There are some words that just automatically make a sentence feel fancy. A lot of those words have already been covered in previous blog posts because they show up in The Prince and the Pauper. Words like ‘thou’, and ‘knowest’ raise the status of a sentence or paragraph to a higher level. Today’s word has a similar power. Our vocab word for Chapter 18 is…
See what I mean? So fancy. Keep reading or watch the video below see how the word ‘prithee’ is used in The Prince and the Pauper.
Used to express a wish or request
please I beg you
Language of Origin: English
altered/weakened form of the phrase (I) pray thee
Straightforward sentence: Prithee, take out the garbage before you go to work tomorrow.
Sentence from the chapter: “‘Thou’lt not beg!” exclaimed Hugo, eyeing the King with surprise. “Prithee, since when hast thou reformed?” (p. 112)
You’ve seen this scene in countless movies: a character needs, for whatever reason, to change their identity. Maybe they are in witness protection. Maybe they are fleeing from something or someone dangerous. Maybe they have multiple identities in order to commit crimes. The most important step in the process for any of those examples is today’s Fun Fact for Ch. 16…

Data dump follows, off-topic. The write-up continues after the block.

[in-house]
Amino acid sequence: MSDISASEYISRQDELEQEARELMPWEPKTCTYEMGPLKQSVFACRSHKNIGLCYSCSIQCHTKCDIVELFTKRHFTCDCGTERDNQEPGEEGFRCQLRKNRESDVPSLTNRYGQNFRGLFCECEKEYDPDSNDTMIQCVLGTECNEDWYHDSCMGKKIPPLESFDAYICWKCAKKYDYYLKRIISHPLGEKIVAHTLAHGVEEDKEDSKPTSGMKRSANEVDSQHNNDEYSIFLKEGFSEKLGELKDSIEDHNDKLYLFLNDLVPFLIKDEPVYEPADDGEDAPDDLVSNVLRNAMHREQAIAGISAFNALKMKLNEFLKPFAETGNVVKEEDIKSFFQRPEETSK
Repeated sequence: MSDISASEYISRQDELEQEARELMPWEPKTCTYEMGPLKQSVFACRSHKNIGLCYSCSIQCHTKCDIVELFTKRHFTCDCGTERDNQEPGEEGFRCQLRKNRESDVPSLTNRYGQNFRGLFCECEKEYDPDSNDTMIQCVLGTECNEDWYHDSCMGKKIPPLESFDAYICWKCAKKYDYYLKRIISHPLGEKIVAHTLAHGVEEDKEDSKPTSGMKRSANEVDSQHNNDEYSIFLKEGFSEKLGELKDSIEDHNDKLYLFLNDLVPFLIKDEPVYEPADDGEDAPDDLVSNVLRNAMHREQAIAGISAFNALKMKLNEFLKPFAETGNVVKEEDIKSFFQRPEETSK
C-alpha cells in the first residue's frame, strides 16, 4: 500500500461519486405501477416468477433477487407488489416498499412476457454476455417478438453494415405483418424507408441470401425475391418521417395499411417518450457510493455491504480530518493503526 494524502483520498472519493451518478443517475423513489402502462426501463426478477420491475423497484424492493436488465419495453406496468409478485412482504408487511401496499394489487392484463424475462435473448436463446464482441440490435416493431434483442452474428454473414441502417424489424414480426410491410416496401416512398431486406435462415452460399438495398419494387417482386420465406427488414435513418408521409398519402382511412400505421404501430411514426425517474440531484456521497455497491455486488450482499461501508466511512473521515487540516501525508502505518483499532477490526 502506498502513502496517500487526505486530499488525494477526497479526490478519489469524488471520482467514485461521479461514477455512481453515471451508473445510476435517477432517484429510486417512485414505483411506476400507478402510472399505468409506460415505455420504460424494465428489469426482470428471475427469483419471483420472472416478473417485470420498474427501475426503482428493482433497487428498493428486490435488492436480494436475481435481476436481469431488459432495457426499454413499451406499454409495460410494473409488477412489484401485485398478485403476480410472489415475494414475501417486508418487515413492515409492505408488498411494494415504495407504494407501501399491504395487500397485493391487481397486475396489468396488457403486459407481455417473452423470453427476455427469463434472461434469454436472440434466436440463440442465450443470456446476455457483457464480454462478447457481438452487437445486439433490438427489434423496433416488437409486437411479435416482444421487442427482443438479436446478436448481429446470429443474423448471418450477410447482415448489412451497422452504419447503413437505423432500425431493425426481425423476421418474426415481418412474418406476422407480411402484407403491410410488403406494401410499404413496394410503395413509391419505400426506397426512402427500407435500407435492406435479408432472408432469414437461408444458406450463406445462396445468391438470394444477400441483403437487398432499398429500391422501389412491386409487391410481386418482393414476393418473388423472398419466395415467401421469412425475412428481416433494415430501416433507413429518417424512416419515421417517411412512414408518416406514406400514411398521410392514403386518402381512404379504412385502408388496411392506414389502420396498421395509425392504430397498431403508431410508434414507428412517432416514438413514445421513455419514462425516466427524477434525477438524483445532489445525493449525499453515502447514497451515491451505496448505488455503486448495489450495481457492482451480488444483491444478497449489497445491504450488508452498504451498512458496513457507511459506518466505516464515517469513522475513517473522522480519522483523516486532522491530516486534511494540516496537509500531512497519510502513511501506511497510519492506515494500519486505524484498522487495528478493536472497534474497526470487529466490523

Keep reading or watch the video more information about what it takes to change your name.
Reference in The Prince and the Pauper
“‘I have done a murder, and may not tarry at home—neither shalt thou, seeing I need thy service. My name is changed, for wise reasons; it is Hobbs—John Hobbs; thine is Jack—charge thy memory accordingly. ‘” (p. 102)
This is a part of a speech by John Canty from when he is reunited with “Tom” (actually Edward). He reveals that in order to protect himself (and “Tom”) he has decided to change their names. If you recall, the reason they fled from Offal Court was because John Canty had murdered a priest.
How to Legally Change Your Name
Fill out a name change form, an order to show cause for legally changing your name, and a decree to legally change your name.